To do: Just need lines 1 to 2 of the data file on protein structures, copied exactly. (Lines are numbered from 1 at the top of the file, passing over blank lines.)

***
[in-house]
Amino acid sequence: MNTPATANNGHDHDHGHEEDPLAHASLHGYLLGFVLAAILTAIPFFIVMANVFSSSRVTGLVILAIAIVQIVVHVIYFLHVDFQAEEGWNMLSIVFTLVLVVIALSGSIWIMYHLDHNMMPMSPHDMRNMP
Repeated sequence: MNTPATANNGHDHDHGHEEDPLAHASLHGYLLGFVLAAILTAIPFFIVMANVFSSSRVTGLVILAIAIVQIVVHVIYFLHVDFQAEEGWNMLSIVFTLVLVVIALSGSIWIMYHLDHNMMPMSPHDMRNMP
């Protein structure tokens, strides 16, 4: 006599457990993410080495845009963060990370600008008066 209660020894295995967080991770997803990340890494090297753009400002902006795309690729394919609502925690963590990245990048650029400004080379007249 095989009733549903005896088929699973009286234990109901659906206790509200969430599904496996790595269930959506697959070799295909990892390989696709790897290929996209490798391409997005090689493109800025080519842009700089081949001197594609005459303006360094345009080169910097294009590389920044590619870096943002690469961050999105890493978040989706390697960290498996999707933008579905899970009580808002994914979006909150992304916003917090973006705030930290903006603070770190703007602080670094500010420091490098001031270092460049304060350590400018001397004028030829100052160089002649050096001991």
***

[in-house]
Amino acid sequence: MNTPATANNGHDHDHGHEEDPLAHASLHGYLLGFVLAAILTAIPFFIVMANVFSSSRVTGLVILAIAIVQIVVHVIYFLHVDFQAEEGWNMLSIVFTLVLVVIALSGSIWIMYHLDHNMMPMSPHDMRNMP